I’m often asked by others in the ALS community for tips and insight from my past 10 years of living with ALS. While I am grateful for both making it this far while maintaining most of my physical abilities, I am by no means an expert.
ALS symptoms differ from person to person; it’s unpredictable, and each of us are on our own journey with the disease.
However, we learn from one another, and I’m always willing to share. So, following are three things I would do differently if I were diagnosed with ALS today:
Adapt to using a rollator much sooner
One of my early ALS symptoms was foot drop. This is a weakness in the lower leg muscles that had me dragging the toe of my shoe with every step I took. In turn, this led to a few nasty falls. Of course, I tried to cover up what was happening by grabbing onto nearby furniture and walls.
Eventually, I decided to use a walking cane. But I still fell. It took the good part of a year before I agreed to use a rollator. Why? Mostly, I was embarrassed. I had the mindset that rollators were for old people, and if I used one my friends would avoid being seen with me.
Looking back, at the very first sign of unsteadiness, I should have transitioned straight into using a rollator and not wasted all those months with a rinky-dink cheap model that was meant for temporary use. I now rely on a bright red, sturdy rollator with big wheels — they can see me coming!
I’ve learned to love my rollator; it helps me walk with better posture, and surprise, surprise: My friends don’t mind at all.
Tell anyone and everyone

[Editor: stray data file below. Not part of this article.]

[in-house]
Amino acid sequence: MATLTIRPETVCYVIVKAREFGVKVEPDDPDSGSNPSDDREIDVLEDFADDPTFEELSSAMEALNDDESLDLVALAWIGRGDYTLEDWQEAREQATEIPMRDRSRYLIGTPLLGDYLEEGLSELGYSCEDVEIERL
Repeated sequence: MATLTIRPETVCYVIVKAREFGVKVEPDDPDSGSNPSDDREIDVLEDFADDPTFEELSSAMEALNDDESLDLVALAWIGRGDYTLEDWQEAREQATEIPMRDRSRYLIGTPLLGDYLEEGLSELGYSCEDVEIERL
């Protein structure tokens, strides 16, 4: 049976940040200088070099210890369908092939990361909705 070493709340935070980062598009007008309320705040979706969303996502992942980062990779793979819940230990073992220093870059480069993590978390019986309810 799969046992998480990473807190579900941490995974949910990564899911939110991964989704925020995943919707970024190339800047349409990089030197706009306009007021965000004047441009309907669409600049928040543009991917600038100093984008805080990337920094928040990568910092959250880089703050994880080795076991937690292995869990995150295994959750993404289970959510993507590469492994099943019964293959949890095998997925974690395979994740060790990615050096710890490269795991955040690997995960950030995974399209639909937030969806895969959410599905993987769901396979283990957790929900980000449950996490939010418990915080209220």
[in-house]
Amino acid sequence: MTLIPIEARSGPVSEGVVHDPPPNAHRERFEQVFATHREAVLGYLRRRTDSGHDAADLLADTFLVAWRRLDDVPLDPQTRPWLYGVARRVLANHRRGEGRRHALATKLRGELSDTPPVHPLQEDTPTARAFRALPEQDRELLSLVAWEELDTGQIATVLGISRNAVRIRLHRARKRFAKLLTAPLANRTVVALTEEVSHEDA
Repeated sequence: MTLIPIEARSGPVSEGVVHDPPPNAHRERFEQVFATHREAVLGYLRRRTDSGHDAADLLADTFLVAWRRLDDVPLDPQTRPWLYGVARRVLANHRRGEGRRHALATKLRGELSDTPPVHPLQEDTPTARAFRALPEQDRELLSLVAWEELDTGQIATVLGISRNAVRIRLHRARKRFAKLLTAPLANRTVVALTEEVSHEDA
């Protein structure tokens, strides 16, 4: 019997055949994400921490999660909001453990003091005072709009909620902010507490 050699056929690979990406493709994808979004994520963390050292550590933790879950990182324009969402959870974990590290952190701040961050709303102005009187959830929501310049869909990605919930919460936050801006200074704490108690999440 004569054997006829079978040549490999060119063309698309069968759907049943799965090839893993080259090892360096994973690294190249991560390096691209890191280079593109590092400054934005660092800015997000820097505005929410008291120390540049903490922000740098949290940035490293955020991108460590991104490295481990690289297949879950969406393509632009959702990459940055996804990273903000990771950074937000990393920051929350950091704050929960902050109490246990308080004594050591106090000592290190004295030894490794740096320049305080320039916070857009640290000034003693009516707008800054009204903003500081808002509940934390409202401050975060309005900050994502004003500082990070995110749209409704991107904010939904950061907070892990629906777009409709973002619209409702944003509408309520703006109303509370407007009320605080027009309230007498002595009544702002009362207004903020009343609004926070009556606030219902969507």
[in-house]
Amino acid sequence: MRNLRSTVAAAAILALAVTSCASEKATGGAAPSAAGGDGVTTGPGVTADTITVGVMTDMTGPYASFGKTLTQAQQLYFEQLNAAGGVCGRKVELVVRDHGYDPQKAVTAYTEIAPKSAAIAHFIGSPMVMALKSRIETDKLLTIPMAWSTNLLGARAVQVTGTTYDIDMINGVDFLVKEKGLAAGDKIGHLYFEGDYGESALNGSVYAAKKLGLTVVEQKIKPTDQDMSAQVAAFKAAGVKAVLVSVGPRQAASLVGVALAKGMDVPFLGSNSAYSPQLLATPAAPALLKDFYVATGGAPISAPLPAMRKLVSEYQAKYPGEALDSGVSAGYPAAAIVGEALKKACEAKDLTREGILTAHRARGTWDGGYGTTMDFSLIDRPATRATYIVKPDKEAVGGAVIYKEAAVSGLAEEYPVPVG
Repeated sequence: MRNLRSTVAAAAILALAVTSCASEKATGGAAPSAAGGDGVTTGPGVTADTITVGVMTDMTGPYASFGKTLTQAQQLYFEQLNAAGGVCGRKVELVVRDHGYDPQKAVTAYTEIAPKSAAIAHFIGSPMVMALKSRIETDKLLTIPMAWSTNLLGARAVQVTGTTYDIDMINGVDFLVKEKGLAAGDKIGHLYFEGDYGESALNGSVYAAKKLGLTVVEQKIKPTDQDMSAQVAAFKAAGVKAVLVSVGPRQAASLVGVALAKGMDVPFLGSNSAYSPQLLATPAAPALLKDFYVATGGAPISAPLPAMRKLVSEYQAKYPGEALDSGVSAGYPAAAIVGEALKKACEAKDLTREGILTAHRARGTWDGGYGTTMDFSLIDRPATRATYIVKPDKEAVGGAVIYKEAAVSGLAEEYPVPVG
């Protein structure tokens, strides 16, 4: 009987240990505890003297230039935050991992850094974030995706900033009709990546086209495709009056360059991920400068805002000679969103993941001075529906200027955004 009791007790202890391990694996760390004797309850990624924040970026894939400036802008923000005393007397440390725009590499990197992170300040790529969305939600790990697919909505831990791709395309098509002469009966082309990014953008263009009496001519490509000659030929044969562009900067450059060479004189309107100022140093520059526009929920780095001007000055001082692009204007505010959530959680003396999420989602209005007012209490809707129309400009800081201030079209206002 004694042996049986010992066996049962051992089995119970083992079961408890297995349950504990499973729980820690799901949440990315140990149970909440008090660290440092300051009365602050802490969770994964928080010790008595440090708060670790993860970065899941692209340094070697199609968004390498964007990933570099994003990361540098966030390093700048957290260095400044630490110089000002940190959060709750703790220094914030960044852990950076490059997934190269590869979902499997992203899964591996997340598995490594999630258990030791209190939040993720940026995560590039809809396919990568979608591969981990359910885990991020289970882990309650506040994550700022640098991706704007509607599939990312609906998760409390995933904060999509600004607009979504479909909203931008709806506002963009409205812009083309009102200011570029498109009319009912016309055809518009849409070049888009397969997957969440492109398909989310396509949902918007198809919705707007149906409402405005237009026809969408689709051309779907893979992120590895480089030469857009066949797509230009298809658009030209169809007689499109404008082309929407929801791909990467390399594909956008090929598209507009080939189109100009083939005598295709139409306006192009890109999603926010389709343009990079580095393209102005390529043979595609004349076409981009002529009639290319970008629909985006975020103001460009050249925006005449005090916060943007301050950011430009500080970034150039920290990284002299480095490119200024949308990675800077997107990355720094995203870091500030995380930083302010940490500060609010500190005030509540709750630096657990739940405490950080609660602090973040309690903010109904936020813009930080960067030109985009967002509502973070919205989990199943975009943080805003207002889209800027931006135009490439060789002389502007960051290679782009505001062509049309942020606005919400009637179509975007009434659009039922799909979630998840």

Shortly after my doctor told me I had ALS, I knew I needed to share the news with family members and friends. But I hemmed, hawed, and hesitated for many reasons, including confronting the reality of my diagnosis. I knew that when I told others about my ALS it would become real — and I would have to accept that I had ALS.
I had to conquer the gap between diagnosis and acceptance. Plus, I didn’t recognize that my friends and family would be my closest allies. They were eager to offer their support but were confused about what to do.
A decade ago, there were far fewer resources on these topics, and fortunately, that has changed. Now, I recommend the article, “Sharing Your Diagnosis,” from the ALS Association’s Texas Chapter, along with my previous column about helping your friends learn how to help you.
Change the way I exercised
As my muscles weakened, I tried to keep at my traditional exercise routines. But soon I gave in to doing just the “easy stuff.” For example, walking slowly in chest-high water without having to fight gravity felt so good. But it wasn’t helping my body train for the rest of my day — a day filled with gravity.
I had to challenge my muscles with gentle, consistent movement. Now I practice range-of-motion exercises daily, based on fundamental movements taught by the strength and movement specialist company Original Strength. I also do modified yoga, Pilates, and gymnastics moves.
Rather than attempt an hour of exercise and end up exhausted, I spread it out throughout the day. Several preplanned movement breaks help keep my energy up and my mind alert.
We all recognize there are things we would do differently if we could. There are no failures with ALS. The winners are those who’ve been willing to try.
Sure, if I could go back in time, I’d do these three things differently, but I kept going. And I’m willing to help others through my experiences, because I believe that together, we can learn to live well while living with ALS.
Note: ALS News Today is strictly a news and information website about the disease. It does not provide medical advice, diagnosis, or treatment. This content is not intended to be a substitute for professional medical advice, diagnosis, or treatment. Always seek the advice of your physician or other qualified health provider with any questions you may have regarding a medical condition. Never disregard professional medical advice or delay in seeking it because of something you have read on this website. The opinions expressed in this column are not those of ALS News Today or its parent company, BioNews, and are intended to spark discussion about issues pertaining to ALS.
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